Rusaffa, Valencia, Spain

Scruffy neighborhood Rusaffa (aka Ruzafa), a former Arab community whose name means "orchard," refined its coolness in 2010. Hot 'hood arrivals include eco-eatery L'Eco de Russafa, which makes good use of its location a block away from the bustling, ethnic Russafa Mercado. The cheery bright cafe offers organic teas, wines and inspired plates using locally sourced beef, poultry and veggies. More boho and infinitely moodier El Desvan Café, which opened in May 2010, offers cheap glasses of wine and occasional readings by local poets and writers. Increasing numbers of art galleries, architecture studios and design ateliers are opening along the neighborhood's graffitied streets too. The Sporting Club Russafa has regular exhibits by neighborhood artists, while in 2008 Russafart began offering an annual tour of the 'hood's artist studios each May.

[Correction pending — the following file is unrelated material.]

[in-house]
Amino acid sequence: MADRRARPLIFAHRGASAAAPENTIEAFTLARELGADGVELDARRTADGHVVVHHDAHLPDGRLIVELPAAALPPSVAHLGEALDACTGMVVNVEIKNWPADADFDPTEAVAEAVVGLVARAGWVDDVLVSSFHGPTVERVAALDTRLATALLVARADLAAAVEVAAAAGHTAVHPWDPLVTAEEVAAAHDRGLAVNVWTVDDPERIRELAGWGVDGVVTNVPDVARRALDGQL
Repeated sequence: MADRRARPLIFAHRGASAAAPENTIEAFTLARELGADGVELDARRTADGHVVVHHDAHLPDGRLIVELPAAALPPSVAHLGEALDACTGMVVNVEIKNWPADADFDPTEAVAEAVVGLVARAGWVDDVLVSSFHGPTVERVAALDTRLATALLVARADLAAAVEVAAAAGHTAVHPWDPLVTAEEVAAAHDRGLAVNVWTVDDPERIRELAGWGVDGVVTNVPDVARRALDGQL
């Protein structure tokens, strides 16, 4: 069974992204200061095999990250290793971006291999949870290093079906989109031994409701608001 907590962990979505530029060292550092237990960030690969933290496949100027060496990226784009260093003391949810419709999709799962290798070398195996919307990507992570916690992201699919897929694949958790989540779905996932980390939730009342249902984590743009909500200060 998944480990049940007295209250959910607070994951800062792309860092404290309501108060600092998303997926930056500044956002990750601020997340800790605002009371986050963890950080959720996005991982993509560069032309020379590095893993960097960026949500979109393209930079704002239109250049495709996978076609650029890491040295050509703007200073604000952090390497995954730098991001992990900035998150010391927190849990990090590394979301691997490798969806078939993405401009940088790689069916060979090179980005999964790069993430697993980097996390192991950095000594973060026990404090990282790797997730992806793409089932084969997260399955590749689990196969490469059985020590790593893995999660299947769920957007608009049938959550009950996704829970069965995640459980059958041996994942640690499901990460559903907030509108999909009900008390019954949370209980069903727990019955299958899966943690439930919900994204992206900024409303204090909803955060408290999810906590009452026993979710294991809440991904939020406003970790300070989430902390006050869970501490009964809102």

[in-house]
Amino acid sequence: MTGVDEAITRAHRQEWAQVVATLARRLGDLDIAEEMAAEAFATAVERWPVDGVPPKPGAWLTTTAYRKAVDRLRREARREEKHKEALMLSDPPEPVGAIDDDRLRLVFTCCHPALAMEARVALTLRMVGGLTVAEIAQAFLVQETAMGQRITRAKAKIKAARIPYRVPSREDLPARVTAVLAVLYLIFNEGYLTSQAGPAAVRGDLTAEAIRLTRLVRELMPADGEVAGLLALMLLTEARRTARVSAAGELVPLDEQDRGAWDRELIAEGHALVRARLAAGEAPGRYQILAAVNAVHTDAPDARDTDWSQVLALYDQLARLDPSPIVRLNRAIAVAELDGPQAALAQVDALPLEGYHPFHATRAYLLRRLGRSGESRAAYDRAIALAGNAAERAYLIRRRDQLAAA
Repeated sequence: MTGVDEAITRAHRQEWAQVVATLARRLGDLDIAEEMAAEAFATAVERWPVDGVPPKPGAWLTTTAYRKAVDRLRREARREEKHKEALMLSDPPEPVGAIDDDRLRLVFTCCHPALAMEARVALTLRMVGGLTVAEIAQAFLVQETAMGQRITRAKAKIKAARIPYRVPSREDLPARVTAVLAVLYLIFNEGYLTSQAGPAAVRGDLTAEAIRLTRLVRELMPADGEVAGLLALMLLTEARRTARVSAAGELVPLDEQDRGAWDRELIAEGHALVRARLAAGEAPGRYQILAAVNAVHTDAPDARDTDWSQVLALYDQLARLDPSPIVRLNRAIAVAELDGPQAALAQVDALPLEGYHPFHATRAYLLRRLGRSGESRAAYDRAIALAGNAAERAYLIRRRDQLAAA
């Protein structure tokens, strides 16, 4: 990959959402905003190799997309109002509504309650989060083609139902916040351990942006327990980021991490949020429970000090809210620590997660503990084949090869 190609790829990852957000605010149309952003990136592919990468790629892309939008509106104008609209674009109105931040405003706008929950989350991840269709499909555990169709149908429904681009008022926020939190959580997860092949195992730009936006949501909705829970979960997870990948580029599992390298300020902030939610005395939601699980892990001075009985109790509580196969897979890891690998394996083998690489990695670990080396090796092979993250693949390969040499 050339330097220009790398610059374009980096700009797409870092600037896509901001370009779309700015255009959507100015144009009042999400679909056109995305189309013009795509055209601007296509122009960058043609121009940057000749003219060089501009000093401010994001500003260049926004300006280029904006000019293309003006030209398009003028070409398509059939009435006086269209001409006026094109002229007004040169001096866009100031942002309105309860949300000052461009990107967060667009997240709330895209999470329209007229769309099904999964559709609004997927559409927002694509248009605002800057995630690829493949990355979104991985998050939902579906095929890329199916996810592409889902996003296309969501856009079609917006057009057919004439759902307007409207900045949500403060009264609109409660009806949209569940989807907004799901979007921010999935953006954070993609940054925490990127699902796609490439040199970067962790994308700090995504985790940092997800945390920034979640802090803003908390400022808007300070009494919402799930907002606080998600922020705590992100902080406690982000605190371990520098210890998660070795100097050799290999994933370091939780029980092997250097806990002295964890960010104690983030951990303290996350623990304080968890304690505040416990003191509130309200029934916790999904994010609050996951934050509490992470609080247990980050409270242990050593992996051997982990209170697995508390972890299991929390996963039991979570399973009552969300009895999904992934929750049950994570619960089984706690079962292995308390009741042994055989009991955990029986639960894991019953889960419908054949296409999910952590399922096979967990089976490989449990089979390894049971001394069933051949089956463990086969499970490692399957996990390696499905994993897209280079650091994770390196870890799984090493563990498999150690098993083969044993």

iwouldstay, flickr

Zürich West, Switzerland

What started in 2009 with a few nightclubs and a Frietag handbag shop, has transformed Zürich's quasi-industrial Zürich West from a rusty wasteland into a revamped zone of innovation. Suits and creatives have softened this gritty neighborhood, now home to the glimmering new Prime Tower, Switzerland's tallest building unveiled in July 2010. Nearby, the former Toni dairy factory at Förrlibuckstrasse is being converted to a cultural space and living quarters for Zürich's students. Also in 2010, two aqueducts (Letten and Wipkinger) once used to transport coal into the city, have been transformed into elegant market areas with tapas bars, delis, galleries and boutiques. Among the new stores are Bogen 33, a vintage furniture store called Erfolg, a Swiss shirt and sweater designer and cozy, industrial-chic Restaurant Viadukt.